Ostebo is known for his work in the Arctic, and Abel says he’s ready to continue what his predecessor started.
Pacific Area commander, Vice Adm. Charles Ray, praised Ostebo’s leadership over the past three years.
“Tom Ostebo has flown over, sailed across, walked the beaches more than any Coast Guardsman, I believe, in the history of this district,” Ray said.
During Ostebo’s tenure, the Coast Guard launched seasonal operations in the Arctic, where shipping traffic is on the rise. When a winter storm prevented a fuel delivery to Nome in 2012, he sent the icebreaker Healy to clear a path for a Russian tanker. He also supervised the Coast Guard’s response to the grounding of the Shell drill rig Kulluk near Kodiak in early 2013.
For these and other successes, Ostebo gave credit to the men and women under his command.
Every day you protect the nation’s commerce, you protect Alaskans, and you protect America’s greatest maritime resources,” Ostebo said. “And you do it better than anyone else, with efficiency and skill.”
Ostebo received a citation for exceptional meritorious service. He’s been nominated for a promotion to vice admiral and a post as the Coast Guard’s Deputy Commandant for Mission Support in Washington, D.C. The position is subject to Senate confirmation. Ostebo says it will allow him to continue focusing on the Coast Guard’s Arctic mission.
He says there’s still a lot of work to be done in that part of the world.
“It’s more than just exploration. It’s the maritime commerce piece,” Ostebo told reporters after the ceremony. “It’s what’s the Bering Strait is going to look like 10, 20 years from now? Will it look like the Straits of Hormuz or the Straits of Malacca? You know, one of these big international straits.”
This will be Abel’s first tour in Alaska, but he says he’s no stranger to the Arctic. In his previous command in Boston, he supervised the International Ice Patrol. That’s the Coast Guard program established to monitor icebergs in the North Atlantic to avoid another Titanic.
“We also supported Operation Nanook, which was practice mass rescue, environmental cleanup in the Arctic,” Abel said. “And the other thing we did, we supported the North Atlantic Coast Guard Forum to 17 nations that band together. Eight of those are the Arctic nations.”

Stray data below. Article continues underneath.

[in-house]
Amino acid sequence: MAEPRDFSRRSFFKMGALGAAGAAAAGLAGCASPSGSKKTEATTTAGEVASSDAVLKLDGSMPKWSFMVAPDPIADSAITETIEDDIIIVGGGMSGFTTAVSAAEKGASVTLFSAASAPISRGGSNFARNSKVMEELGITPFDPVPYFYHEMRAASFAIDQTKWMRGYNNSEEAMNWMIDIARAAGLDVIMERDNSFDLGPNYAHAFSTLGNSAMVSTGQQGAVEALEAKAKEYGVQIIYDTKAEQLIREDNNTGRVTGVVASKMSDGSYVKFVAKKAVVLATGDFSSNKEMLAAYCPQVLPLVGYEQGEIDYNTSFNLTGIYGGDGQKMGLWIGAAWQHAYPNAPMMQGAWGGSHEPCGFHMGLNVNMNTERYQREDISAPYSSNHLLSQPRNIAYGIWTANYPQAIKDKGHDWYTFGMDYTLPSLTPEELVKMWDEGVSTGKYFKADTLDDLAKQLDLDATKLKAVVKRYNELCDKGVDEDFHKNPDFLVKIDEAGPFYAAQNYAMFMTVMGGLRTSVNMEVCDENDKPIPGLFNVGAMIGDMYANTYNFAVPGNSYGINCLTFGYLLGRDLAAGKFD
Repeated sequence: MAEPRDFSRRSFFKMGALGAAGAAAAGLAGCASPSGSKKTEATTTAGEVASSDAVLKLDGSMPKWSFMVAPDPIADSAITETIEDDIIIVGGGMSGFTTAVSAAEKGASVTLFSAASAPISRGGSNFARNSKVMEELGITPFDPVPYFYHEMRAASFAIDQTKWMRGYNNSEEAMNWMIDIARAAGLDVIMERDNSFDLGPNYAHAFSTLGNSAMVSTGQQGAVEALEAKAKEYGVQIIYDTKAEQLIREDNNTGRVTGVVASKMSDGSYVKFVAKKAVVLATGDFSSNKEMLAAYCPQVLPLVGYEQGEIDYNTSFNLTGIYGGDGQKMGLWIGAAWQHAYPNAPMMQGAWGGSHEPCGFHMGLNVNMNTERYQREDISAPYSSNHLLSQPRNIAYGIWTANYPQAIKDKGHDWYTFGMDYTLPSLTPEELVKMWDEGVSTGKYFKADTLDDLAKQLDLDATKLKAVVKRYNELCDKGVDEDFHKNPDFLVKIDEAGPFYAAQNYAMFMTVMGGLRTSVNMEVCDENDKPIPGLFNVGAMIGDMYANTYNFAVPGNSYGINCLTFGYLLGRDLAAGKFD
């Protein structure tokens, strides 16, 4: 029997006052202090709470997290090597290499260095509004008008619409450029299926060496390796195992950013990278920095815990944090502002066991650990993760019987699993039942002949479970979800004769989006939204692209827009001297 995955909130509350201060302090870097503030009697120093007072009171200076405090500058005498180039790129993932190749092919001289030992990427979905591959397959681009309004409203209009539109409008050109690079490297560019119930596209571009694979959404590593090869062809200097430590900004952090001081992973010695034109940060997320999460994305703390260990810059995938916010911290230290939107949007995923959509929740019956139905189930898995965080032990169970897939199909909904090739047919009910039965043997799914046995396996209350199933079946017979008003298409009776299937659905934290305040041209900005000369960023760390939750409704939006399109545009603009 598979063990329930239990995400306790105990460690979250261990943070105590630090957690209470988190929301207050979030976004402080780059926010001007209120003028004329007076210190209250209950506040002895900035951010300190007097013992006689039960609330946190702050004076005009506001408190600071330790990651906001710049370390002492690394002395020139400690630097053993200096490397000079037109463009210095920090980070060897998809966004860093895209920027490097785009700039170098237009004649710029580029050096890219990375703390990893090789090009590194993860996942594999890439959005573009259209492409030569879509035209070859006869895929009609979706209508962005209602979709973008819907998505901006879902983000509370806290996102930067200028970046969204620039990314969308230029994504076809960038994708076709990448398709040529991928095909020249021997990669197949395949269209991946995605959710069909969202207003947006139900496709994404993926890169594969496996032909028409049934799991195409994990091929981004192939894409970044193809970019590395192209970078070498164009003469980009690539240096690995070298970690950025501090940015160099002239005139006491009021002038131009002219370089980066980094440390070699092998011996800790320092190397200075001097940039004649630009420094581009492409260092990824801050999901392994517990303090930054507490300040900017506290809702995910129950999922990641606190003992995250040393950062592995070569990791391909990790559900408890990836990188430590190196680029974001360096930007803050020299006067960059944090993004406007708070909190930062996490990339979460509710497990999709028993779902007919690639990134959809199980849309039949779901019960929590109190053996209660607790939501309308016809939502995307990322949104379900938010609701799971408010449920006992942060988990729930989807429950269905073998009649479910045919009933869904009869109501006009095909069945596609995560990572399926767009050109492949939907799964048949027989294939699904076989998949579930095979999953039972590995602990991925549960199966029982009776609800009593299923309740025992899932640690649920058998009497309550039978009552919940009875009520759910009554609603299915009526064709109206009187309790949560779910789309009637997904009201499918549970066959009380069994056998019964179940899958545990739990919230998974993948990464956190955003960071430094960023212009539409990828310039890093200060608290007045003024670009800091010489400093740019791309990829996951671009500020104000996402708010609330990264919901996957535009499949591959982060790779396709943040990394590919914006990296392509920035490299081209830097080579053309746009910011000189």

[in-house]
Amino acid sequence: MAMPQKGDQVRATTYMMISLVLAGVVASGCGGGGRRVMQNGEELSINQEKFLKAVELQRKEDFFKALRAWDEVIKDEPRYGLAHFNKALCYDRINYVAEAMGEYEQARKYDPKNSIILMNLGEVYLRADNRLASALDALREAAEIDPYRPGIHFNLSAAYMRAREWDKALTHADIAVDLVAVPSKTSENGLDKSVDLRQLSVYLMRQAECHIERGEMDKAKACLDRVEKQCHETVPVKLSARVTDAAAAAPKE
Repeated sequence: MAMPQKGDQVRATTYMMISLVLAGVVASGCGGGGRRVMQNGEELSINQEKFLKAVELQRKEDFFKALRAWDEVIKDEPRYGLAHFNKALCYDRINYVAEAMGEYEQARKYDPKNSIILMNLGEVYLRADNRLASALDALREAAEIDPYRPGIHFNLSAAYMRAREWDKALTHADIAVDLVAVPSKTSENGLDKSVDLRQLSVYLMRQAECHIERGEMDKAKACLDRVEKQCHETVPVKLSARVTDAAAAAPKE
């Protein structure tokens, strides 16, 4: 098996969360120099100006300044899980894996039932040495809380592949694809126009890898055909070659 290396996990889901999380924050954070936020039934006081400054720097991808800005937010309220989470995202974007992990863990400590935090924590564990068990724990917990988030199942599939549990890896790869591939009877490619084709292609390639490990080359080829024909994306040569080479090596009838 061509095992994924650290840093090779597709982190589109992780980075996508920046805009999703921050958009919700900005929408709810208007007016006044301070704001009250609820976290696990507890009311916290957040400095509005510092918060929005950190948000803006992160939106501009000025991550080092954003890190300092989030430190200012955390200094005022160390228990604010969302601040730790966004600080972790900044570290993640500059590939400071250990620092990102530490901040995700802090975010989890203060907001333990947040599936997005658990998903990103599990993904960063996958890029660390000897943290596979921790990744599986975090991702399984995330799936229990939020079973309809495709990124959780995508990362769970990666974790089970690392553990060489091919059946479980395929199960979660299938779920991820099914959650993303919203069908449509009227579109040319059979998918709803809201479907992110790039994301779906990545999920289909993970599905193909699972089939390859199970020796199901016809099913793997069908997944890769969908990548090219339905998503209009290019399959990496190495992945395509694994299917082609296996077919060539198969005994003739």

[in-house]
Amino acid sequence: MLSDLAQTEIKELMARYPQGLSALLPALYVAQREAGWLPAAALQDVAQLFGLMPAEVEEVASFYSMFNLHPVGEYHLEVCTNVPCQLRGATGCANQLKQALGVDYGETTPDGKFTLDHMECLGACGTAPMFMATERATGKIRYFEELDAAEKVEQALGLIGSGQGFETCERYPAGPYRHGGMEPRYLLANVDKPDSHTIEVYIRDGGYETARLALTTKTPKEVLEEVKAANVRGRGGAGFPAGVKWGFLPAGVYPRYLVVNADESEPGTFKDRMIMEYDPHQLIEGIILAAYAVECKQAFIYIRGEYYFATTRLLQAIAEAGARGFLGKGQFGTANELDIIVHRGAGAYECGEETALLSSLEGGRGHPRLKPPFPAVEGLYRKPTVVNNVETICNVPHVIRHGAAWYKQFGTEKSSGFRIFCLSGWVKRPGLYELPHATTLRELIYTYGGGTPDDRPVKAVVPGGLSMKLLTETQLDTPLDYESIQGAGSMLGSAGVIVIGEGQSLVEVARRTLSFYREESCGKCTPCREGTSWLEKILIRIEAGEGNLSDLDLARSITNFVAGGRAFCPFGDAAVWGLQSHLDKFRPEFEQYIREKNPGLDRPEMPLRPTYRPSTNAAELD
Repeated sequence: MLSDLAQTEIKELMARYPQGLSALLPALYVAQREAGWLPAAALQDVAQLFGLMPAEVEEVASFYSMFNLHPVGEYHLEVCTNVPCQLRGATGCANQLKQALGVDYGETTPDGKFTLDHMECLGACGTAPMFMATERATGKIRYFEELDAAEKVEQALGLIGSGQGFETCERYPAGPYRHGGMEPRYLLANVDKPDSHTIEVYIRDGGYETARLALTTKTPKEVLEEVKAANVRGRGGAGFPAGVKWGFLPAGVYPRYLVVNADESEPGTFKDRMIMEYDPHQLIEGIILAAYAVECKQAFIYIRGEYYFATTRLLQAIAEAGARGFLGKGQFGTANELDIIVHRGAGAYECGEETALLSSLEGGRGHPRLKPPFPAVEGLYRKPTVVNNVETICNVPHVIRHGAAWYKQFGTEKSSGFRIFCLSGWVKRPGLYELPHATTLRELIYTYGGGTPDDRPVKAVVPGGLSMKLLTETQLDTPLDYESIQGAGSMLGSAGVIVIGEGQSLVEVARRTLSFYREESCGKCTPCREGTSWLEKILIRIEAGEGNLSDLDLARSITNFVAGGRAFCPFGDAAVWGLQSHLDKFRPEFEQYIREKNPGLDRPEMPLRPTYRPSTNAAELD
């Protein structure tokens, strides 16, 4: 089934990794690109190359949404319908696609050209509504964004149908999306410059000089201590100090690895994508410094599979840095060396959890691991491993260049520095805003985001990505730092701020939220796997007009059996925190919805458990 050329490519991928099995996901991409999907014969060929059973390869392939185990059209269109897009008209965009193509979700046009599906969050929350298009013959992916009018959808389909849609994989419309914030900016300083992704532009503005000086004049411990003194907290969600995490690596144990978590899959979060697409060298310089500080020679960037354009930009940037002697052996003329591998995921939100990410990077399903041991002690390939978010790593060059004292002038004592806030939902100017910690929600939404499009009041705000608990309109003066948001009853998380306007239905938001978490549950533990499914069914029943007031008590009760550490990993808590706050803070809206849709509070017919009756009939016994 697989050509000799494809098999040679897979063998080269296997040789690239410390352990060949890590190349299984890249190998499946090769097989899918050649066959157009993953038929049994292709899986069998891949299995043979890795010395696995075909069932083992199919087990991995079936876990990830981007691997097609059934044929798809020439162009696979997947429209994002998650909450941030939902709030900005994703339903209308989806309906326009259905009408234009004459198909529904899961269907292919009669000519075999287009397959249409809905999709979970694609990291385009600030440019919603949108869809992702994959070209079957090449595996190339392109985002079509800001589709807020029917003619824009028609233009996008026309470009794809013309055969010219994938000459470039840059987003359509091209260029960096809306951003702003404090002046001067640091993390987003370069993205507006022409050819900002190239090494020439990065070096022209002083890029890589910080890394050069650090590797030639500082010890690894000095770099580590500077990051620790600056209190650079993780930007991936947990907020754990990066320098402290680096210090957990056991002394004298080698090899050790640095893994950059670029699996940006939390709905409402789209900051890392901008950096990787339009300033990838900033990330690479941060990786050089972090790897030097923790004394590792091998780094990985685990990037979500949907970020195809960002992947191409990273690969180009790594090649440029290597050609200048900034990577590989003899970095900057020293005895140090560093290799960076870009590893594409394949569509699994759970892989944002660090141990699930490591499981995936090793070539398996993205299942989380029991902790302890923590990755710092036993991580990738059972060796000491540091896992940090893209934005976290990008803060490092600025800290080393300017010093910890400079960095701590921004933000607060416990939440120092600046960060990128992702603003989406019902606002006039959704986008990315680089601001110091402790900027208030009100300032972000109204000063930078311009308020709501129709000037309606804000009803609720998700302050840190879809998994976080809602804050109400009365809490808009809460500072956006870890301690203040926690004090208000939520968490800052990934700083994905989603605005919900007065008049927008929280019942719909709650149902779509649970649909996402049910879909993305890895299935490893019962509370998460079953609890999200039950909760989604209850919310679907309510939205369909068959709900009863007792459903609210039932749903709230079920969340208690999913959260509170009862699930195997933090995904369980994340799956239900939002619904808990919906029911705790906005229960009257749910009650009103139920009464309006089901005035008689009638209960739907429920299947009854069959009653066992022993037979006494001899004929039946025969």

Abel says he plans to travel extensively in Alaska and work with local communities to learn as much as he can about the state’s unique needs.
The far reaches at these high latitudes are going to be the challenge,” he said. “And I’m going to have to learn from the folks that’ve been standing watch a little longer than I.”
Abel is already planning to visit Nome, where Mayor Denise Michels says marine traffic has increased so much that the port, which used to close in October, is now open into November.
“Last year we had over 400 dockings in Nome,” Michels said. “Every year it’s more and more. We have more cruise ships this year.”
Michels hopes Abel can visit in July, when vessel traffic is at its peak.
“Safety is a concern, environmental issues is a concern,” she said. “The marine mammal migration through the Bering Strait, which is the choke point where we’re at, you know, it’s our front yard. So, to have him understand our concerns for subsistence, food security is going to be very important for his leadership for the next couple of years.”
The Coast Guard’s 17th District is based in Juneau. The commander leads 2,500 active duty, reserve, civilian and auxiliary personnel statewide, and manages operations over more than 3.8 million square miles and more than 44,000 miles of coastline.
- Heli-skiing has long been a controversial topic in Haines. The interests of the industry often clash with people who live near heliports and don’t want the noise disturbing their peace and quiet. But there’s another group that’s impacted by helicopter noise: mountain goats.
- In the Northwest Arctic, caribou hunting has been contentious for years. Alaska’s largest herd continues to decline while tensions have emerged between rural subsistence users and outside hunters.
- From the Aleutian island of Akutan to the arctic village of Kiana, 13 communities have been crowned champions of a rural energy competition. The U.S. Department of Energy recently announced that it will help these communities cut their energy use by 15 percent by training local utility providers.
- It’s costing 14 percent more to take the ferry to and from the Lower 48. The higher fare is part of another round of tariff increases aimed at boosting income and equalizing rates across all routes.